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EPR Plan – Industry Update

Packaging SA, Plastics SA, the various PRO’s and other interested parties have been engaging with Government over the past 9 months regarding the proposed Section 18 notice.

 

Section 18 refers to the Extended Producer Responsibility aspect of the National Environmental Management Waste Act (NEMWA) and essentially replaces Section 28 (Industry Waste Management Plans) from 2017. Whilst both Section 18 and Section 28 essentially cover Extended Producer Responsibility (EPR) and material recovery, we welcomed the adoption of a Section 18 process as it allows industry to raise, manage and disburse EPR fees themselves.

 

WHERE ARE WE NOW

On 26 June 2020 the Minister of Environment, Forestry and Fisheries (DEFF), Ms. Barbara Creecy, published an amendment to the National Environmental Waste Act in the form of draft Extended Producer Responsibility (EPR) regulations. Members of the public and industry were given 30 days to comment and revert back to her with objections or suggested changes.

Once promulgated, the EPR Plan will substantially change the regulatory environment in South Africa, not only for producers and users of packaging, but for our various Producer Responsibility Organisations, i.e. PETCO, Polyco, the Southern African Vinyls Association (SAVA) and the Polystyrene Association of SA.

It will be the responsibility of the various Producer Responsibility Organisations (PRO’s) to drive sector based waste minimisation programmes, manage financial arrangements for funds to promote the reduction, re-use, recycling and recovery of waste; drive awareness programmes and innovate new measures to reduce the potential impact of products on health and the environment.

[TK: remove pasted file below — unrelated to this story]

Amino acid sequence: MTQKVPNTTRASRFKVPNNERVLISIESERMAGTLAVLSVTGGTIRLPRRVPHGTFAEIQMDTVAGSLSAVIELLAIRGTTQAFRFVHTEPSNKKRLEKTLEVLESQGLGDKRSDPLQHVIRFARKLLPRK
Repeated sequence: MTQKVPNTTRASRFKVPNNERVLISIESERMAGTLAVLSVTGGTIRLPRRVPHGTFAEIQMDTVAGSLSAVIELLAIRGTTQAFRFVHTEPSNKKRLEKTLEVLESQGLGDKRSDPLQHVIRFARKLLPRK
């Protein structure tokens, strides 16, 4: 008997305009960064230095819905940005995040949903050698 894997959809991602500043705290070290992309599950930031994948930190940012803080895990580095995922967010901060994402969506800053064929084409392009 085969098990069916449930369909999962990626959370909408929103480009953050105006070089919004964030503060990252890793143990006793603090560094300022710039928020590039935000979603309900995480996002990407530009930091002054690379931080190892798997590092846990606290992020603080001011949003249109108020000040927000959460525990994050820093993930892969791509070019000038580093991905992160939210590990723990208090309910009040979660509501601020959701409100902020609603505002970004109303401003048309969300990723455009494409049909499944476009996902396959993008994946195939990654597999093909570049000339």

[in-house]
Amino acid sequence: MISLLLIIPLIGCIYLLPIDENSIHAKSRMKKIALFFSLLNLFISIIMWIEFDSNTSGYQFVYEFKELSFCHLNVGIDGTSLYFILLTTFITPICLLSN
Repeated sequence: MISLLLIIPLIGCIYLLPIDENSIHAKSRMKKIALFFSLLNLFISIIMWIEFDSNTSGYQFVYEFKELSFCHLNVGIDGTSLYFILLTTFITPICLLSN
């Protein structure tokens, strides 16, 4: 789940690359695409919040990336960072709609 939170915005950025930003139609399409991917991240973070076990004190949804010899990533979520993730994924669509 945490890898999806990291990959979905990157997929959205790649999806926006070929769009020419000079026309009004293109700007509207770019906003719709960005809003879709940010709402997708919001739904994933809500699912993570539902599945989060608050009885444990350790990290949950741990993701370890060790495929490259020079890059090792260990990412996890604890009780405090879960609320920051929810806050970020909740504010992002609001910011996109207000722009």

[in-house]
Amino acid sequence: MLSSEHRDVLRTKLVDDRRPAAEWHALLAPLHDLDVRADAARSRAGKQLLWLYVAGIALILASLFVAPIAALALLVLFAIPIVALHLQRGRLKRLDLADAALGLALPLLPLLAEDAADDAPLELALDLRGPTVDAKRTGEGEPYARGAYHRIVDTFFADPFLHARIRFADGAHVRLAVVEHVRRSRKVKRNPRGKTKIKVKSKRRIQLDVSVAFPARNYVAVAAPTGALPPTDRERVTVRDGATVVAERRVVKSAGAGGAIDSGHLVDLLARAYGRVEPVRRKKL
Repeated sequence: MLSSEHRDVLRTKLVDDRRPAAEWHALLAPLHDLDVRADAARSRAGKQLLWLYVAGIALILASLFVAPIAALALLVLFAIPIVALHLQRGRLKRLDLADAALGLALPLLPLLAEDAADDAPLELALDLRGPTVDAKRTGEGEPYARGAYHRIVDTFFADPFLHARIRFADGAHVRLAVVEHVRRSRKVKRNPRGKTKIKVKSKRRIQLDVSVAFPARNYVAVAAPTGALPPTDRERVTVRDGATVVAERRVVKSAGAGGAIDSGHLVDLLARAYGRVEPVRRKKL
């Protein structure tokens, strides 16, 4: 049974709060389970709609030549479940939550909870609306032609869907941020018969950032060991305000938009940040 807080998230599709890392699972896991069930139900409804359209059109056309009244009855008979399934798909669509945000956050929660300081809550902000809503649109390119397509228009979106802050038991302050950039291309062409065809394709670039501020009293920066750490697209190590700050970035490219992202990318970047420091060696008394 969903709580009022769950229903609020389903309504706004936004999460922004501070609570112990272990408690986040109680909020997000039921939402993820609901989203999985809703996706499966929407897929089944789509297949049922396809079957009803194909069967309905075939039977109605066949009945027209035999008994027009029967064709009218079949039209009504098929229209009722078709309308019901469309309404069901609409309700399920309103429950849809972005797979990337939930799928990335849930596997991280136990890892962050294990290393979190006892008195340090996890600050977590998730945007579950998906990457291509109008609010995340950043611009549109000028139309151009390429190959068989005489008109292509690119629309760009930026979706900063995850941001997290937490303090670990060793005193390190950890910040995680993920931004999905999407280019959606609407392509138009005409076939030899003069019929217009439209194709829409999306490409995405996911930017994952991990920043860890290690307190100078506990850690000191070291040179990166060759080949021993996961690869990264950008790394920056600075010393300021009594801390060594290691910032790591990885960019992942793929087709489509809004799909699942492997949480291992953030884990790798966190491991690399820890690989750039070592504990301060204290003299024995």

EXPECTED TIME FRAME FOR IMPLEMENTATION

Once approved and promulgated, producers and PRO’s will have 6 months to become compliant. However, the Minister has made it clear that she wants to implement the new regulations as soon as possible, and there is talk that it could be in place as soon as the fourth quarter of 2020. It is likely that the targets for the 1st year and reporting requirements will commence at the beginning of 2021. As currently drafted, the requirements essentially come into effect on the date of publication of the final notice, which could be as early as September 2020.

 

FOCUS AREAS FOR THE SA PLASTICS INDUSTRY

Of particular concern to us is ensuring that the final Section 18 notice is practical, reasonable and applicable to the South African context.

 

UNLOCKING THE HIDDEN VALUE OF WASTE

It is crucial that targets that are being set for the collection and recycling of the various forms of plastic, are based on the South African scenario, include local data, use our own best practice models and build on the successes that our existing PRO’s have already achieved.

A staggering 70% of the plastics that recycled in South Africa, are still obtained from landfill and other post-consumer sources.

34 % of South Africans do not have access to any waste management services. Waste management infrastructure needs to be put in place by municipalities throughout SA where concerned citizens can participate and which can deal with recyclable as well as non-recyclable waste.

Recyclables are a valuable resource and should be removed from the solid waste stream before reaching landfill where they become contaminated and extraction costly. Separation-at-source, whereby recyclable materials are separated from non-recyclables, is therefore a key success factor for all recycling.

The plastics industry is fully committed to cooperate with Government as we work to clarify the issues of concern.